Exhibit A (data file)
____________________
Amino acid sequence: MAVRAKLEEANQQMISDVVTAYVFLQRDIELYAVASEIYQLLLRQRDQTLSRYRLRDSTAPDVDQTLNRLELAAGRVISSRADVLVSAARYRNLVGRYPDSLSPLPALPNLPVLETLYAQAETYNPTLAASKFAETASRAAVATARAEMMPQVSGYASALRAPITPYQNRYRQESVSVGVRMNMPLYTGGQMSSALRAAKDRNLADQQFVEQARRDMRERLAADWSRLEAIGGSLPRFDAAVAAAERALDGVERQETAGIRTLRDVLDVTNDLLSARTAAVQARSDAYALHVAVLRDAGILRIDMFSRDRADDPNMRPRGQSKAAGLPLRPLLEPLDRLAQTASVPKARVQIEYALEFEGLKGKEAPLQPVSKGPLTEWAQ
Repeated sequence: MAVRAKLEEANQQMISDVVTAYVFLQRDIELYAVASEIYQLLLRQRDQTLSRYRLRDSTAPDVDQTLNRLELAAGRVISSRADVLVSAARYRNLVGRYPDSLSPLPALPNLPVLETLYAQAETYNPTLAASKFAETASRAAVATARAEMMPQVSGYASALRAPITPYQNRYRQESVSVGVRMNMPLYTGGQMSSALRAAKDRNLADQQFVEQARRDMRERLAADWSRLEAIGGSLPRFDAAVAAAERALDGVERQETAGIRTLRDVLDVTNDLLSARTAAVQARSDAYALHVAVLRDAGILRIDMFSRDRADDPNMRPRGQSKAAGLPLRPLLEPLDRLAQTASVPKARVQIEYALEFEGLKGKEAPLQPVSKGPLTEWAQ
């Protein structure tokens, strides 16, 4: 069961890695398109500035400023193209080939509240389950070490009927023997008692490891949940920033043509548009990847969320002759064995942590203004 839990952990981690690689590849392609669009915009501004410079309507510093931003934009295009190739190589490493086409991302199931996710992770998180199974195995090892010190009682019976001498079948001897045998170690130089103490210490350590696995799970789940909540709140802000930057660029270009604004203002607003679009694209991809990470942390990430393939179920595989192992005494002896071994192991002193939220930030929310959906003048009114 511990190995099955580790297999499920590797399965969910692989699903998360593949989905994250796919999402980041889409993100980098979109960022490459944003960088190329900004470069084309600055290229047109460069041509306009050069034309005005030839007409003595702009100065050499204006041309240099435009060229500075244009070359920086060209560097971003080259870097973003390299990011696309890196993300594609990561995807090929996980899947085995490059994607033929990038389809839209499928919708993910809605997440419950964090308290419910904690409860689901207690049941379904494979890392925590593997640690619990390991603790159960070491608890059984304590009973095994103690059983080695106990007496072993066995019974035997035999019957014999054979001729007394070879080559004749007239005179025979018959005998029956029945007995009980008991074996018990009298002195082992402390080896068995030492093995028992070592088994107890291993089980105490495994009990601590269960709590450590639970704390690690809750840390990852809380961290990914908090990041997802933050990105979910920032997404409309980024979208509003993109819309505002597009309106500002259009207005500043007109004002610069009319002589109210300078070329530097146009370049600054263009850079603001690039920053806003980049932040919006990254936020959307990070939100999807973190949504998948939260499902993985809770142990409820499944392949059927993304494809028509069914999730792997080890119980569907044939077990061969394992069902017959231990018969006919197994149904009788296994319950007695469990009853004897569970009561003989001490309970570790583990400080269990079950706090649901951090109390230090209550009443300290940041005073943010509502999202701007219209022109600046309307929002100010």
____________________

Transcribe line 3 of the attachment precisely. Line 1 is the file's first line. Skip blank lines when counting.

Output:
């Protein structure tokens, strides 16, 4: 069961890695398109500035400023193209080939509240389950070490009927023997008692490891949940920033043509548009990847969320002759064995942590203004 839990952990981690690689590849392609669009915009501004410079309507510093931003934009295009190739190589490493086409991302199931996710992770998180199974195995090892010190009682019976001498079948001897045998170690130089103490210490350590696995799970789940909540709140802000930057660029270009604004203002607003679009694209991809990470942390990430393939179920595989192992005494002896071994192991002193939220930030929310959906003048009114 511990190995099955580790297999499920590797399965969910692989699903998360593949989905994250796919999402980041889409993100980098979109960022490459944003960088190329900004470069084309600055290229047109460069041509306009050069034309005005030839007409003595702009100065050499204006041309240099435009060229500075244009070359920086060209560097971003080259870097973003390299990011696309890196993300594609990561995807090929996980899947085995490059994607033929990038389809839209499928919708993910809605997440419950964090308290419910904690409860689901207690049941379904494979890392925590593997640690619990390991603790159960070491608890059984304590009973095994103690059983080695106990007496072993066995019974035997035999019957014999054979001729007394070879080559004749007239005179025979018959005998029956029945007995009980008991074996018990009298002195082992402390080896068995030492093995028992070592088994107890291993089980105490495994009990601590269960709590450590639970704390690690809750840390990852809380961290990914908090990041997802933050990105979910920032997404409309980024979208509003993109819309505002597009309106500002259009207005500043007109004002610069009319002589109210300078070329530097146009370049600054263009850079603001690039920053806003980049932040919006990254936020959307990070939100999807973190949504998948939260499902993985809770142990409820499944392949059927993304494809028509069914999730792997080890119980569907044939077990061969394992069902017959231990018969006919197994149904009788296994319950007695469990009853004897569970009561003989001490309970570790583990400080269990079950706090649901951090109390230090209550009443300290940041005073943010509502999202701007219209022109600046309307929002100010």